Ah, these past few years have been quite the rollercoaster ride. We’ve seen metalcore rise and wane almost as quickly as it came. Screamo is not a bad word anymore. Hot Topic emo kids have now moved on to American Apparel and became hipsters. Gruff voiced beard punks are the new 90’s skatepunkers and yet, amidst the constant waves of change, emerges Long Beach, CA’s own Joyce Manor.
Joyce Manor are a solid curveball to current punk trends and give us their first LP offering in the manner of a self-titled album on 6131 Records. This debut featured a unique brand of pop punk that rivals the best of their peers, and should leave some veterans taking notes. They combine all the quirky instrumentations you’d find on anArchers of Loaf record with the blunt lyrical honesty of Blake Schwarzenbach. Add to this the instantly memorable hooks from an early era Weezer, splash some breakneck speed in there and set the blender to ‘crush’. The result is a very fun and deep record with very high replay value that unfolds under a brisk 22 minutes.
The band owes a big part of their success to this interesting feature; their songs unfold under hardcore-approved running time. Exceptions made of a few songs over 2 minutes and only one making it past the 3 minute mark, they rarely let you catch your breath. Every song is jam-packed with dissonant melodies, pounding tempos and huge hooks. Opener “Orange Julius” g ets straight to the point and kickstarts the record on a strong note that would dumbfound even the most jaded of punks.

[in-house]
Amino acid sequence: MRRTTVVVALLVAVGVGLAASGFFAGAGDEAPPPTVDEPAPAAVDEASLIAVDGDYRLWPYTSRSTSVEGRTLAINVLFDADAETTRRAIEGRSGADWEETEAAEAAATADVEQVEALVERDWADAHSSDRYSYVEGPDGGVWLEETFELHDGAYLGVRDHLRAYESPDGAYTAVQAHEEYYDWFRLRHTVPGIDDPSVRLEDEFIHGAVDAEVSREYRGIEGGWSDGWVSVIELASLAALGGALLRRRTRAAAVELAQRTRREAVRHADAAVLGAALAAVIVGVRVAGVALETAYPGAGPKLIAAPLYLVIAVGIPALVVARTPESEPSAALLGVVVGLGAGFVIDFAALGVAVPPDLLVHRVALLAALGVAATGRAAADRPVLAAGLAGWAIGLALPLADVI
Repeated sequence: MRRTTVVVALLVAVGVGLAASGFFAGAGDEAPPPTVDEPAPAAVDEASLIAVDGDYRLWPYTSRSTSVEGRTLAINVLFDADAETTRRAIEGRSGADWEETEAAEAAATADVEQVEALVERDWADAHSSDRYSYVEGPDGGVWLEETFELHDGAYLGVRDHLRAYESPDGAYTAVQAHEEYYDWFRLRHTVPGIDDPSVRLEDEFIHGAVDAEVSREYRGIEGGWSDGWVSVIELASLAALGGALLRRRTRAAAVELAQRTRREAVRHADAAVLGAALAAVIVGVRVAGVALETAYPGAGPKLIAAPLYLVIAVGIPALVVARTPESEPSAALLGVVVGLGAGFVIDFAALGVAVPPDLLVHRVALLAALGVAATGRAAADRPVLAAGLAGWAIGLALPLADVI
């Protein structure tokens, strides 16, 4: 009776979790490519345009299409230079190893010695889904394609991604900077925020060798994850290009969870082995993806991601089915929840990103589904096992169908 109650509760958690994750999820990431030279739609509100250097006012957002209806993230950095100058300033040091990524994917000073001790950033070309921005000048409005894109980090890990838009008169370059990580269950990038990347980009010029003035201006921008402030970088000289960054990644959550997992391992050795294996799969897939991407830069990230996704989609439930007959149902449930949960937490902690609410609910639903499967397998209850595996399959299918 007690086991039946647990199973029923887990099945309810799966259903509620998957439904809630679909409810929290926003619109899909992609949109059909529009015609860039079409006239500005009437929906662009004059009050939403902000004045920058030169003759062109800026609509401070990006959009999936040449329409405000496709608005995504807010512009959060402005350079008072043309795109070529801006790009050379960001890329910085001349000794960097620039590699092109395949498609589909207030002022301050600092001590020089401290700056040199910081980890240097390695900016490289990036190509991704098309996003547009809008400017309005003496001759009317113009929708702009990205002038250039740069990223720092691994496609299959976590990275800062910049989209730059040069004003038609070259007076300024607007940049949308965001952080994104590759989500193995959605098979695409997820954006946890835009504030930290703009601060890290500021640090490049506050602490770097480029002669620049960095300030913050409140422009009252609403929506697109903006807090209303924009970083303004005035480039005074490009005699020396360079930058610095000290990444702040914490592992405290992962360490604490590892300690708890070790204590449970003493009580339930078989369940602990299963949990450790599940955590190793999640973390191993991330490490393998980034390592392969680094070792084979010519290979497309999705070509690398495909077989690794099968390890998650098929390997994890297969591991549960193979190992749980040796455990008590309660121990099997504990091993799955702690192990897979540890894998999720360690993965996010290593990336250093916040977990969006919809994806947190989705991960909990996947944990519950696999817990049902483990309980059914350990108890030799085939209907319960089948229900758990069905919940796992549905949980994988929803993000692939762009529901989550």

They get the ball rolling quickly and never let go, until album closer “Constant Headache” wraps things up with what is truly one of 2011’s watershed moments. The song finds the band expanding their sound a little bit and letting every word, hook, and crescendo sink into your brain. When singer/guitarist Barry Johnson is caught reminiscing with his straining voice, singing “I couldn’t hold back a smile, I still wish I could have seen you having sex in the morning, your love was foreign to me. It made me think maybe human is not such a bad thing to be. But I just laid there in protest, entirely fucked.It’s such a stubborn reminder one perfect night’s not enough.”, the emotions and nostalgia is transmitted to the listener like a disease. The words used are blunt but are written and sung in such honesty that it sometimes becomes borderline voyeuristic for the listener. When you hear Johnson sing about an old friend turned bad on “Leather Jacket”, you can’t help but put the face and name of someone you once knew and loved on this guy.
While lyrics are one of the record’s strongest asset, they also become one of it’s only flaws. While the stories are interesting and the choice of words is spot-on, the shortness of the songs sometimes makes them feel slightly contrived and incomplete. It would be interesting to see what these songs could have been if they where a bit more fleshed out. This could be endemic to general fabric of the album, but most of the fun to be had here is entirely because of how everything is to-the-point. The band are obviously talented songwriters and their progression will be interesting to watch.
Those picky about production values should be fairly satisfied here. While everything is crystal clear (the sound of the bass alone on this record is worth your hard earned bucks) it’s still messy enough to maintain it’s raw power. The drum sounds crisp yet bold and bouncy. Every bass note is a punch in the guts. The guitars are clawing at your face, but when they want to be gentle they’re tugging at your heart. On top of that, the vocals are sitting just enough to the forefront of it all so that you can hear every word.
Joyce Manor are no longer a promising young act… they’re becoming a full-fledged force of nature and I have evidence to back up this statement. A definite must-have.